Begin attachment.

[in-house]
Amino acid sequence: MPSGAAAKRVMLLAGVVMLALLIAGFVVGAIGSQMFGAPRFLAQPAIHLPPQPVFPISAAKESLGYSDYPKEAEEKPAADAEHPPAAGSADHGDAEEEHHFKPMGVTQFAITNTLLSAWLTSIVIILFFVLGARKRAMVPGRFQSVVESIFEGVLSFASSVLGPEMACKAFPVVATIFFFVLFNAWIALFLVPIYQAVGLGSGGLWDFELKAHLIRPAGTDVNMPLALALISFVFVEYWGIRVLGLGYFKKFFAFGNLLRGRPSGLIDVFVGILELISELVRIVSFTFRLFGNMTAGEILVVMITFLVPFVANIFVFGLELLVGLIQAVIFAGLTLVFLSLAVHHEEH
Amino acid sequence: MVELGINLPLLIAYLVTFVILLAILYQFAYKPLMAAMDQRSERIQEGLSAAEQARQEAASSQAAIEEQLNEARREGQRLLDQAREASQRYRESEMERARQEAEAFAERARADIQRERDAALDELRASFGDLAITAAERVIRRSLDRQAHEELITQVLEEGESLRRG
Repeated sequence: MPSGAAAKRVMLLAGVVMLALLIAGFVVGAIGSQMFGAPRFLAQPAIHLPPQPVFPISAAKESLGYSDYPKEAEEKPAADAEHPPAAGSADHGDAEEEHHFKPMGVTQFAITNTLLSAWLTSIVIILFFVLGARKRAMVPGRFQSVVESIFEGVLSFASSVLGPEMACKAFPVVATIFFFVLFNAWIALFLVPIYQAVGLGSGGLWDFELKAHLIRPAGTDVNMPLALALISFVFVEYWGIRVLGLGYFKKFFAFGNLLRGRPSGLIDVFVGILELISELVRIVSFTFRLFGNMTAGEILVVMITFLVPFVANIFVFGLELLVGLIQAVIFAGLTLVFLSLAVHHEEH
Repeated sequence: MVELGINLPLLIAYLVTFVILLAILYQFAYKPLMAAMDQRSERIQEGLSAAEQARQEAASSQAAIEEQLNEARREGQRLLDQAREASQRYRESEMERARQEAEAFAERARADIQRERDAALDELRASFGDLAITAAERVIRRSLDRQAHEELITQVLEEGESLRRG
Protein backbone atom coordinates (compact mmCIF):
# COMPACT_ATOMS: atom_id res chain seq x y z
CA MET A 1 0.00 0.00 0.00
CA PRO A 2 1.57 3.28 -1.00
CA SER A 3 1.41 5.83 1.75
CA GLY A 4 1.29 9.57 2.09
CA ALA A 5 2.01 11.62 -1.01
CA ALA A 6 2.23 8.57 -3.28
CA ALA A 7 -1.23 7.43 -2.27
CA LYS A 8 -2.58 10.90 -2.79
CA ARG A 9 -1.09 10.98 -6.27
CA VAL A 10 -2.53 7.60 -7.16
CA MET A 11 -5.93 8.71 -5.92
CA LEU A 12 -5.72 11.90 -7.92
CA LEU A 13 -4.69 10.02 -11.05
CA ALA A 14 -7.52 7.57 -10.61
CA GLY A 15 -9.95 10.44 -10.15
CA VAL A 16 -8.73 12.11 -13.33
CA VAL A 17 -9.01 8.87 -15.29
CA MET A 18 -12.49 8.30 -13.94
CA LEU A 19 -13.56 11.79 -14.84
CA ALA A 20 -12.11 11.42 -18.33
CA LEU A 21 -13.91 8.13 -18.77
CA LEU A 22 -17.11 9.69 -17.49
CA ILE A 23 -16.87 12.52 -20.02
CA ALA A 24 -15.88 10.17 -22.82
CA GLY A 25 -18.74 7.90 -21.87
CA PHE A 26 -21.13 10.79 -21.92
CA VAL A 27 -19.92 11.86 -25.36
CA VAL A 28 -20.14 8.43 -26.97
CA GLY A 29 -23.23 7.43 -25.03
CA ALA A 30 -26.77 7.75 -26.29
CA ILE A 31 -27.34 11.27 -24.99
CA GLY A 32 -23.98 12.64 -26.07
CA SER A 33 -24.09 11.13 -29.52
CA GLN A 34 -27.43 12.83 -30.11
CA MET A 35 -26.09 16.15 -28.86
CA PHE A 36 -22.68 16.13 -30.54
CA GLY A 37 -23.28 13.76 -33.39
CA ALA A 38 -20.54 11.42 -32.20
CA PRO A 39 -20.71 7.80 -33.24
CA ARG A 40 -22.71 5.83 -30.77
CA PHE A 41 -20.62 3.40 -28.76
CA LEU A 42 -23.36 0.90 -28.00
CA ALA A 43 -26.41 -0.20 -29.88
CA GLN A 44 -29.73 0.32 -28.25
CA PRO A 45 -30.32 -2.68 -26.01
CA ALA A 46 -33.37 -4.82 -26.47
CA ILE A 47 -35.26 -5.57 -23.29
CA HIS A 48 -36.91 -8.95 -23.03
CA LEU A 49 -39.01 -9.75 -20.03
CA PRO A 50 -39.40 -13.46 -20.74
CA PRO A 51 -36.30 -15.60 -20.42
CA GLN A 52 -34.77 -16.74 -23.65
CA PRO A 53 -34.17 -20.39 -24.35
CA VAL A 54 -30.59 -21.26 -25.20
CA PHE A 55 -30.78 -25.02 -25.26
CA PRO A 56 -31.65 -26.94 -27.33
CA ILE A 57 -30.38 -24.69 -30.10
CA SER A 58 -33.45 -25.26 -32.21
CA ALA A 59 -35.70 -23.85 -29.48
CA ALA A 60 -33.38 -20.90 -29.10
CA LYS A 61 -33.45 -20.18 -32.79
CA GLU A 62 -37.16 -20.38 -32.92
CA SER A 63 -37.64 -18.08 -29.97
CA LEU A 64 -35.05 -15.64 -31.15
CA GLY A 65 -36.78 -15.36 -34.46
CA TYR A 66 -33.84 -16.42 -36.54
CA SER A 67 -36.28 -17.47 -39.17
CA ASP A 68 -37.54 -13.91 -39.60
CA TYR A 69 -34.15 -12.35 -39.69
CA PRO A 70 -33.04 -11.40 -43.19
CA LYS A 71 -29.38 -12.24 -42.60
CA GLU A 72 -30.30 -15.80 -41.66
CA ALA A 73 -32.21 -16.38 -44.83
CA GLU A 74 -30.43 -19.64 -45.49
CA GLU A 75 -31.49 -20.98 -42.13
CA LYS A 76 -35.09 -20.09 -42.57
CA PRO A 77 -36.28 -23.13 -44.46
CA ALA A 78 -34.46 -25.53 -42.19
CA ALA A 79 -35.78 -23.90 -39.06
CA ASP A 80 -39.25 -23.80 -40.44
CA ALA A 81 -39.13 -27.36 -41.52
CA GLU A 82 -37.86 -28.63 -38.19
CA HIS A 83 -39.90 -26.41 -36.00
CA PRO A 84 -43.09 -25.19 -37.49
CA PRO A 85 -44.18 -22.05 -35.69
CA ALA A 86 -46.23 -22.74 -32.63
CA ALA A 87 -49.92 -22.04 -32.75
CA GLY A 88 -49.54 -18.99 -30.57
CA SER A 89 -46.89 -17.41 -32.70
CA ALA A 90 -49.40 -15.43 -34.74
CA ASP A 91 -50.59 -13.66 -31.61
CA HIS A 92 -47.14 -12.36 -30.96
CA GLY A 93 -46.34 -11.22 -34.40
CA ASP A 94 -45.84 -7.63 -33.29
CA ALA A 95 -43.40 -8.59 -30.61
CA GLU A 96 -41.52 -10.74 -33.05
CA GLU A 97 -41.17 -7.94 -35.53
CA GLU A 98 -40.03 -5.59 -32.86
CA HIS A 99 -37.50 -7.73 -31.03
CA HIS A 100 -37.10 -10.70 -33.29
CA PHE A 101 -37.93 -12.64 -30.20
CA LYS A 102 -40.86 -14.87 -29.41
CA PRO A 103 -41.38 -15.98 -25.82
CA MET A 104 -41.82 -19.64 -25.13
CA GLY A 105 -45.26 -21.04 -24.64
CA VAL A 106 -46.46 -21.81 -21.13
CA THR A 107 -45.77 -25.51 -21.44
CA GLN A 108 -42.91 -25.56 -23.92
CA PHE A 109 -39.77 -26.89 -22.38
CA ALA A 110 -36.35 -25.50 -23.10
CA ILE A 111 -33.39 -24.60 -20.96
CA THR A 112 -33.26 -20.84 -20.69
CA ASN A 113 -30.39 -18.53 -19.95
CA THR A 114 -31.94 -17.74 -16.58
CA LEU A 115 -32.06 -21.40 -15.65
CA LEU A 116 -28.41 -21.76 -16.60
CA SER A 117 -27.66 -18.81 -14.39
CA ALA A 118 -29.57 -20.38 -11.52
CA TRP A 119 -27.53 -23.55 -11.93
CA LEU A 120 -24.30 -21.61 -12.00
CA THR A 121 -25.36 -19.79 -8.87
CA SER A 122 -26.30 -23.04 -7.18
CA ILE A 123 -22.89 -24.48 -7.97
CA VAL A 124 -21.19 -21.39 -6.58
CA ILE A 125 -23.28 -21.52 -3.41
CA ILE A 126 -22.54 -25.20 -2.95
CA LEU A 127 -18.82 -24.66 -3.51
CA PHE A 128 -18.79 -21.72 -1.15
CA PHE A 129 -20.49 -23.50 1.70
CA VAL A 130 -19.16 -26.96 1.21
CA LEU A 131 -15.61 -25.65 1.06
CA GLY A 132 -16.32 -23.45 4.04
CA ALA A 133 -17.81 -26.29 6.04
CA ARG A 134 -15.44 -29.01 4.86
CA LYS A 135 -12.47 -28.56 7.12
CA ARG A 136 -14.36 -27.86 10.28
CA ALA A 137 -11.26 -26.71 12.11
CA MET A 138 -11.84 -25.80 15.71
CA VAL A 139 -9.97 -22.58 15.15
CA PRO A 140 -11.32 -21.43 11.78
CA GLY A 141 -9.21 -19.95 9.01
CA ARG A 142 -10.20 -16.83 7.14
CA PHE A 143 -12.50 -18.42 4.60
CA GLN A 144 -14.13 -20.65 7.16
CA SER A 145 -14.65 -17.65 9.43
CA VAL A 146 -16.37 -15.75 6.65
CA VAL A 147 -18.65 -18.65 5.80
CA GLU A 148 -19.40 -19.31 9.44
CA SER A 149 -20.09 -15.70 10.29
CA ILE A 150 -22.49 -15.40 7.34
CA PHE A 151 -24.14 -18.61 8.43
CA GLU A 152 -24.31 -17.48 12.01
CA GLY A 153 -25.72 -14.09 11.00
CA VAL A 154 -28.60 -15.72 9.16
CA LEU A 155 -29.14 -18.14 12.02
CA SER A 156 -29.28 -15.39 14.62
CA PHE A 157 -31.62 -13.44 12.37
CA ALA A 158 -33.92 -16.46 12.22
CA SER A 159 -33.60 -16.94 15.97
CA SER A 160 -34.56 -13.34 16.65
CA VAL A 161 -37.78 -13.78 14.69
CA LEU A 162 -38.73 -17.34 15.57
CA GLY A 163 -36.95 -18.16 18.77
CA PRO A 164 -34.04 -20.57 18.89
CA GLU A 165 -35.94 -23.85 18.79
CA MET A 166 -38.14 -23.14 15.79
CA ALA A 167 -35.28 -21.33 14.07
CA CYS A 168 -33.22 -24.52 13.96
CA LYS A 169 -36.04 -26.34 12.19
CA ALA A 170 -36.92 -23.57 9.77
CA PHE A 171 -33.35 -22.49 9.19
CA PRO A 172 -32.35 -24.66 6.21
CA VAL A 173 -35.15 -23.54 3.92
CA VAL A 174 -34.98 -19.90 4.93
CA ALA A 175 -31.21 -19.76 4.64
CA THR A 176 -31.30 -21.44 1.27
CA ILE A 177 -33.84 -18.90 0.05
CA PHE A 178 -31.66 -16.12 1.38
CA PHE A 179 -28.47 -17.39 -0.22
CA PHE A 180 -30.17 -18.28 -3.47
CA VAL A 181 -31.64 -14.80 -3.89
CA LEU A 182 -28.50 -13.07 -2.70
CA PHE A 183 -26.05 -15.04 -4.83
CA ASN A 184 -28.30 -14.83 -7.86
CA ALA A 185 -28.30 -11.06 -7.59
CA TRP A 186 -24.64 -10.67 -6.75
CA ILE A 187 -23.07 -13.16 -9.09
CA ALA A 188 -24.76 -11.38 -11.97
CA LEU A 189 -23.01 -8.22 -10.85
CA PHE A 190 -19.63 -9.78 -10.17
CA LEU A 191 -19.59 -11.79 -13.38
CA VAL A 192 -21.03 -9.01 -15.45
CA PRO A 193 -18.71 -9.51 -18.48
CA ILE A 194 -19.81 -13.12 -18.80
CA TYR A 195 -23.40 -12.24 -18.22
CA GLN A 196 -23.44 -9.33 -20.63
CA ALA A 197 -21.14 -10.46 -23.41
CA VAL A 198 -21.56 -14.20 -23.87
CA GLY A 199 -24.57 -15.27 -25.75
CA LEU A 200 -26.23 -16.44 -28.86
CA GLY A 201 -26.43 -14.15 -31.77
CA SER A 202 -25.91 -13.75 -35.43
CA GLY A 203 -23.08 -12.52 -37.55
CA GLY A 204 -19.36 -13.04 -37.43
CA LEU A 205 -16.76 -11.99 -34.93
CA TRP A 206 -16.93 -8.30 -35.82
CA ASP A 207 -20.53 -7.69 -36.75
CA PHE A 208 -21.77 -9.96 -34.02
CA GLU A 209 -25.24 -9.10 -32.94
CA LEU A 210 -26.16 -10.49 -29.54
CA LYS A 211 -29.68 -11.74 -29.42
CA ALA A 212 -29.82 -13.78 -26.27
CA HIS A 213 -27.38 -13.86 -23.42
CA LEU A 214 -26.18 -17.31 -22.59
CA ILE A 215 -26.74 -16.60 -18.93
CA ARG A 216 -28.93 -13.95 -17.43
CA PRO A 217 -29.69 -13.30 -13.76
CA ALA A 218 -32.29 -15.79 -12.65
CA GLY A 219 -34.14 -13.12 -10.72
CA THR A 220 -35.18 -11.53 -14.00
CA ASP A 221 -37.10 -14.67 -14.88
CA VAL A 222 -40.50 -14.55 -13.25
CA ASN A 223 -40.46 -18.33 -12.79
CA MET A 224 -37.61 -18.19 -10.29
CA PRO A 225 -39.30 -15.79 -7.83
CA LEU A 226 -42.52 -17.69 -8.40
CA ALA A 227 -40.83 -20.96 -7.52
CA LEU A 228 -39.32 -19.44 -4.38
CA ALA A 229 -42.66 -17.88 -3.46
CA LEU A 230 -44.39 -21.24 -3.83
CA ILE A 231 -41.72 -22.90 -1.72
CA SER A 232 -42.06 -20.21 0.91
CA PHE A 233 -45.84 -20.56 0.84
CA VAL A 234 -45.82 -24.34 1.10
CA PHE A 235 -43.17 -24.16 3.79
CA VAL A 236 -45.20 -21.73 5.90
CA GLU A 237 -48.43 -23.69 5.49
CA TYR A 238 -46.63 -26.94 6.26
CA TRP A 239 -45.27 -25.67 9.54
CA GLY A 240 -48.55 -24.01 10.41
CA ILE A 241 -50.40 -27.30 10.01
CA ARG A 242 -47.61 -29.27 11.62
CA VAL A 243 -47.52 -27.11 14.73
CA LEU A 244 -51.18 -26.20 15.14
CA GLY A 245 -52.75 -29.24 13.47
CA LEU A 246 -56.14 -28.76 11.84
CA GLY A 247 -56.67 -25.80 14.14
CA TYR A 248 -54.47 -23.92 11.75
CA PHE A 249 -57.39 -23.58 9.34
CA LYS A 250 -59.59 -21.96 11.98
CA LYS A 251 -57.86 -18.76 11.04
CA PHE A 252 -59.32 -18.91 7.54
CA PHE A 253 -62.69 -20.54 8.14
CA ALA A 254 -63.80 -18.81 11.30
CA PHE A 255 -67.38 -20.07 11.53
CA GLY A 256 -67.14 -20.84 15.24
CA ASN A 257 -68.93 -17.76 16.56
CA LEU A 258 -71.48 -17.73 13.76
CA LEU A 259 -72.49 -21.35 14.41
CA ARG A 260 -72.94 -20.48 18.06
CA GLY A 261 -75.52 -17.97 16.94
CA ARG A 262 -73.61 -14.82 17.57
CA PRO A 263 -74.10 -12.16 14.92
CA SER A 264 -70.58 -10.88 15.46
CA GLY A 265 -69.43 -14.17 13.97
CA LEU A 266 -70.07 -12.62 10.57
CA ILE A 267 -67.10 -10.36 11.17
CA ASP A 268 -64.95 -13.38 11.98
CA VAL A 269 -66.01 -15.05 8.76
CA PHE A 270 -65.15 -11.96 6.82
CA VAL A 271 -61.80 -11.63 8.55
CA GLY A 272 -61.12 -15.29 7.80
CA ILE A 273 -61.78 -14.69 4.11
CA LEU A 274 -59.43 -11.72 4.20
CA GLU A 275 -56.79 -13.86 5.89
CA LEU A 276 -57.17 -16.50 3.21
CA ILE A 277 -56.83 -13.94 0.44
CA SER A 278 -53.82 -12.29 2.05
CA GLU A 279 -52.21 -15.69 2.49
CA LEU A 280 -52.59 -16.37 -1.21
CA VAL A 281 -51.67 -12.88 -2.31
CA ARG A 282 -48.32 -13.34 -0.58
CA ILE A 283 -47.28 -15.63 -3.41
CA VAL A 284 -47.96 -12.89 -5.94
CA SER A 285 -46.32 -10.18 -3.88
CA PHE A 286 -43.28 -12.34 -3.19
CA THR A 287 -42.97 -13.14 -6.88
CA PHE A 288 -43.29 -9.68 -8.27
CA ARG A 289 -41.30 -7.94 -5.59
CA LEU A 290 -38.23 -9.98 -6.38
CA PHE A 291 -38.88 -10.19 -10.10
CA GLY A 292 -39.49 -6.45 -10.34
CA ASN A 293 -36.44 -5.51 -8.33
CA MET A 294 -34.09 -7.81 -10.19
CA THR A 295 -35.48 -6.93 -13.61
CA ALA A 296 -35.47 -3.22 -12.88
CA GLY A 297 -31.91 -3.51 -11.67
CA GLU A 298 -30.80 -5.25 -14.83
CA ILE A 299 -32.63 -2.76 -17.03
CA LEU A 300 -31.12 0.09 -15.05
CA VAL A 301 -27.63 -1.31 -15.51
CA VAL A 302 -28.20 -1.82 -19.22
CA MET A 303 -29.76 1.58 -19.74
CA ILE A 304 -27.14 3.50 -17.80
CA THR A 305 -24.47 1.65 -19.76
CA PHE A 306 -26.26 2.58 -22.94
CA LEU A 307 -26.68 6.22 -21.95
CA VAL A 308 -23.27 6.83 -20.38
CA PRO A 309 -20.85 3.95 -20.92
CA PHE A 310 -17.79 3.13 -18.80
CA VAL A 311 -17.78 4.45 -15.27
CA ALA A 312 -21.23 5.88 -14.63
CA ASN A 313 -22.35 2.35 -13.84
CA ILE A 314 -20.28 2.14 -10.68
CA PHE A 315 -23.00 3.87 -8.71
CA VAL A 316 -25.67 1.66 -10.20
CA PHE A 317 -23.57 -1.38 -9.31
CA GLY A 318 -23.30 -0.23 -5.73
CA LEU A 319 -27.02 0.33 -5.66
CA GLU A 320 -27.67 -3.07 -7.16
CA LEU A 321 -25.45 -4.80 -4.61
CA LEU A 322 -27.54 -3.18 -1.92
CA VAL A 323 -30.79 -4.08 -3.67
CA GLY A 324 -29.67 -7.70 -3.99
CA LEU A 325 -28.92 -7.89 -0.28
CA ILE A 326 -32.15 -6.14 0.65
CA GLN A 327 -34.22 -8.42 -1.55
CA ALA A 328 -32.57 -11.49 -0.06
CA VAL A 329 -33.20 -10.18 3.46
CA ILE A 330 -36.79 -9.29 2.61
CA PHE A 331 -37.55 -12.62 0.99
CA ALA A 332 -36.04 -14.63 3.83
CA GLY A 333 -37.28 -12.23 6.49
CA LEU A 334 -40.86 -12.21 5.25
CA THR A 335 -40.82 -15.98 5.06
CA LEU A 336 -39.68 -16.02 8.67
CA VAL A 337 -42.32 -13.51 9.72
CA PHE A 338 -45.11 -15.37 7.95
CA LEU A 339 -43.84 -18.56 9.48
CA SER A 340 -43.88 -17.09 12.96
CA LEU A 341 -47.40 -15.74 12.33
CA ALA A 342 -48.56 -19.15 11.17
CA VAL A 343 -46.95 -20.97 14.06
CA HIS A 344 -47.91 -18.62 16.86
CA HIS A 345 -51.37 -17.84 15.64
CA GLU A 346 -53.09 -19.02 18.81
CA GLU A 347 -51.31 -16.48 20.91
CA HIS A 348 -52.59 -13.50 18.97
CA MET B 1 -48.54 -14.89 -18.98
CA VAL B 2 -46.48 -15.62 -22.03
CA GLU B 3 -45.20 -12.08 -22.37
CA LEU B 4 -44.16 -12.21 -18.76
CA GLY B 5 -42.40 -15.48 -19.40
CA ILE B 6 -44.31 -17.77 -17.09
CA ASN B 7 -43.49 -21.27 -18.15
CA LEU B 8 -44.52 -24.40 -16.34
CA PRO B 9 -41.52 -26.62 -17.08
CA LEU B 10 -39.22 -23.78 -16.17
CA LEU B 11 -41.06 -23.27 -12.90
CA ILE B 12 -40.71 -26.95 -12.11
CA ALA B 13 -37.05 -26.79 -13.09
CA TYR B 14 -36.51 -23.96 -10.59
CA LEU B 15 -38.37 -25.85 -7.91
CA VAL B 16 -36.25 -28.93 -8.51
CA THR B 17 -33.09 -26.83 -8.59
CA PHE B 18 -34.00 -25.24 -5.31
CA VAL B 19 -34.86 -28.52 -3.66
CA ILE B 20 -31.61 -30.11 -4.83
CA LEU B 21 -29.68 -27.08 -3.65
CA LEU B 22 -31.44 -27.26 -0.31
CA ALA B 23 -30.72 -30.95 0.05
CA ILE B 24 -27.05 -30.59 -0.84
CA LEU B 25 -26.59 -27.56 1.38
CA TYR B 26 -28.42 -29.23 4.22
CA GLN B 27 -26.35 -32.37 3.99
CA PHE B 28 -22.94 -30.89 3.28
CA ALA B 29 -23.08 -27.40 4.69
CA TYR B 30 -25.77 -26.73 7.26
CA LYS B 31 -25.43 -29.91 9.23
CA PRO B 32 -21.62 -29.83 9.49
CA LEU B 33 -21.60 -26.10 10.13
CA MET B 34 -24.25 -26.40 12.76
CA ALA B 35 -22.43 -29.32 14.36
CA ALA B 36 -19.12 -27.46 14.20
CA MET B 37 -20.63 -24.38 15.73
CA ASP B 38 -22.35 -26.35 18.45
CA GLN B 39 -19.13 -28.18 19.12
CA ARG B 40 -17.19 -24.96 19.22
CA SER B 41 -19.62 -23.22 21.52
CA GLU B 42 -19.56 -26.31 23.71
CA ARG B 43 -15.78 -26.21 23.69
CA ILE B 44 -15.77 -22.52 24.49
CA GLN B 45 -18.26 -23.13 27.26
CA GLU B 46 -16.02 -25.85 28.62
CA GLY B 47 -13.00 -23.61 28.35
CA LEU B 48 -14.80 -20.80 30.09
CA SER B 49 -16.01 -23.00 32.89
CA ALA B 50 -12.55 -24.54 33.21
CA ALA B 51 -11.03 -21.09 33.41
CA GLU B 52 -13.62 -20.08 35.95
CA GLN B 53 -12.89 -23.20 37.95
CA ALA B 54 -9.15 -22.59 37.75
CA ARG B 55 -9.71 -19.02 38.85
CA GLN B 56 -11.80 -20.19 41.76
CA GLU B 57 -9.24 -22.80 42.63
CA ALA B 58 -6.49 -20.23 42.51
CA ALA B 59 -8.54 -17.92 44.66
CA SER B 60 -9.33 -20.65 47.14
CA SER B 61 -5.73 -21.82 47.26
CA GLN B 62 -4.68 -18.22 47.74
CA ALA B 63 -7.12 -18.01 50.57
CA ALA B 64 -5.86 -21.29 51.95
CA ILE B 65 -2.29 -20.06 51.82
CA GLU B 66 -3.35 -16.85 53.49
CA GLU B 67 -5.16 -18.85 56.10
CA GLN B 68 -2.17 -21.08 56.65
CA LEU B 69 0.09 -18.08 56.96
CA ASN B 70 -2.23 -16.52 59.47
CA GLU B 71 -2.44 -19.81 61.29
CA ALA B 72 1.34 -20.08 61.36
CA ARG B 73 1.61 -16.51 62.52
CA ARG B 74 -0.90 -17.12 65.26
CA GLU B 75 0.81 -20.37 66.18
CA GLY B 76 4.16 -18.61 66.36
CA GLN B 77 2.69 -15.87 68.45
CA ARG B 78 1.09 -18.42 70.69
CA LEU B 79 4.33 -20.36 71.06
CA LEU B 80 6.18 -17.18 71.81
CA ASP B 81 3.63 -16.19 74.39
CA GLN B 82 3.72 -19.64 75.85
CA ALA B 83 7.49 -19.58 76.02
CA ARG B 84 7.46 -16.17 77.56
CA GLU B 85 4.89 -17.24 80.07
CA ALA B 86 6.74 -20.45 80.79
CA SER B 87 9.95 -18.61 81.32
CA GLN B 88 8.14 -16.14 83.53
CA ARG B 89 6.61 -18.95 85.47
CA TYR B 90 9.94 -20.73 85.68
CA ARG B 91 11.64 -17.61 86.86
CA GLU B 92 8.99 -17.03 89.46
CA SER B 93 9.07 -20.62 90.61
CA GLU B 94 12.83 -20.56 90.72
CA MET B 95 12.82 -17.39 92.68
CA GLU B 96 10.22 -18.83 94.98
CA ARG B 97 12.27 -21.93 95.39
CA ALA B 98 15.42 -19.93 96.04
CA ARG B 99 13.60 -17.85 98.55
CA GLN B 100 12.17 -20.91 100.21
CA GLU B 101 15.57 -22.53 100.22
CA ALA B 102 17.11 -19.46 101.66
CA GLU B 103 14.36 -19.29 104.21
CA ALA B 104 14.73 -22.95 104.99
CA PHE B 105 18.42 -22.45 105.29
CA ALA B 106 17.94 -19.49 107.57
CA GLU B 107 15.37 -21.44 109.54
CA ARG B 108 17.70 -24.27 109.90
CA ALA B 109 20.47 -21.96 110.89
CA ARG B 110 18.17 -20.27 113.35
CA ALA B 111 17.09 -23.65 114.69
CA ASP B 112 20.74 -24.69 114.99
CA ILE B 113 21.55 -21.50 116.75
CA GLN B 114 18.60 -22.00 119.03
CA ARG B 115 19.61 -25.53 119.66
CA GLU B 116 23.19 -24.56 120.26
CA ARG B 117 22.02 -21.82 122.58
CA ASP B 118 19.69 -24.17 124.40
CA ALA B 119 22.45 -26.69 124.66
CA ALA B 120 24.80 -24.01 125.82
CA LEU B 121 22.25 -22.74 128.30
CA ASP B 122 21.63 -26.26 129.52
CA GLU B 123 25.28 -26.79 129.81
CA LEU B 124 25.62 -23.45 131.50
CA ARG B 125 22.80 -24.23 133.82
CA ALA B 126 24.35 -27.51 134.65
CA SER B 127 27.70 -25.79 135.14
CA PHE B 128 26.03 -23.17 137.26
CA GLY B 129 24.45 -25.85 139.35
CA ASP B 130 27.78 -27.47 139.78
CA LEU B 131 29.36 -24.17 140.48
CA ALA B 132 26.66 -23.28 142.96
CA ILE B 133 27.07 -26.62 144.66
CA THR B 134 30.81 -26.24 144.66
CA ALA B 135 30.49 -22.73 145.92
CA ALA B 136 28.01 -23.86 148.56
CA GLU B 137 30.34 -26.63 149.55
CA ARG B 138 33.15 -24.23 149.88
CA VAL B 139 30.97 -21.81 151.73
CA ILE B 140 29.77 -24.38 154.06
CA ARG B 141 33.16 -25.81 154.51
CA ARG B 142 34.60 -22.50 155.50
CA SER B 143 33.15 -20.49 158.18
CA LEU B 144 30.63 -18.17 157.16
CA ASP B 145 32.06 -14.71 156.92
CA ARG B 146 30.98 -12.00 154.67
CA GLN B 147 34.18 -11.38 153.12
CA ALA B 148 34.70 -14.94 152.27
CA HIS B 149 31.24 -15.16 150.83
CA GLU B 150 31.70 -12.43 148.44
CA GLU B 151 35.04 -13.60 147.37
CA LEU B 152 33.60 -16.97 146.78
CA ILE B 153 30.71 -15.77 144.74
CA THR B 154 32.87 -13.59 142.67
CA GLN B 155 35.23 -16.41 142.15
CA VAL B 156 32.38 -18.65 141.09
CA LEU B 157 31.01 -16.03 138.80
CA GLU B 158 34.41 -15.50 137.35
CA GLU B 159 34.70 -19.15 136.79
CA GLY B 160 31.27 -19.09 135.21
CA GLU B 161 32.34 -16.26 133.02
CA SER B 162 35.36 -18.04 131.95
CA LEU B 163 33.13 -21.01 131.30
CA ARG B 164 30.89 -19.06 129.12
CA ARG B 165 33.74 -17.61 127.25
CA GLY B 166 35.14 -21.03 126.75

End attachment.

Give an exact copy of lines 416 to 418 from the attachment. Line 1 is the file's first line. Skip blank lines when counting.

CA SER B 61 -5.73 -21.82 47.26
CA GLN B 62 -4.68 -18.22 47.74
CA ALA B 63 -7.12 -18.01 50.57